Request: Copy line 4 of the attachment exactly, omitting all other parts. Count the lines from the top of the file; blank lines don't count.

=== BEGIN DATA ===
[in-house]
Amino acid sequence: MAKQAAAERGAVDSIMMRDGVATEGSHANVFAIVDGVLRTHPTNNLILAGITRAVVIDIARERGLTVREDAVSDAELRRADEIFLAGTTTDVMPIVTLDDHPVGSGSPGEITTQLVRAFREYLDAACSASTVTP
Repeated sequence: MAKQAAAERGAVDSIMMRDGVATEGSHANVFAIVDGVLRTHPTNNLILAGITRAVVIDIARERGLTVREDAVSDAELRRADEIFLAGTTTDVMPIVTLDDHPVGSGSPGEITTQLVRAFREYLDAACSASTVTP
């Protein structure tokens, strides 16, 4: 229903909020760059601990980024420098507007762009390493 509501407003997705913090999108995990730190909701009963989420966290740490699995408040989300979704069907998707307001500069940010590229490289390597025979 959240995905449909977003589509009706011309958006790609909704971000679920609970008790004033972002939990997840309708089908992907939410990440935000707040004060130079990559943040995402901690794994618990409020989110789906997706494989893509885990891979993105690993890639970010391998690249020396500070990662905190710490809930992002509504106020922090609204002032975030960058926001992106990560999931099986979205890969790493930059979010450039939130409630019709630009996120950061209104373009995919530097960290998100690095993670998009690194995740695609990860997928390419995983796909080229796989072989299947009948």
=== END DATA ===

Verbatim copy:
């Protein structure tokens, strides 16, 4: 229903909020760059601990980024420098507007762009390493 509501407003997705913090999108995990730190909701009963989420966290740490699995408040989300979704069907998707307001500069940010590229490289390597025979 959240995905449909977003589509009706011309958006790609909704971000679920609970008790004033972002939990997840309708089908992907939410990440935000707040004060130079990559943040995402901690794994618990409020989110789906997706494989893509885990891979993105690993890639970010391998690249020396500070990662905190710490809930992002509504106020922090609204002032975030960058926001992106990560999931099986979205890969790493930059979010450039939130409630019709630009996120950061209104373009995919530097960290998100690095993670998009690194995740695609990860997928390419995983796909080229796989072989299947009948």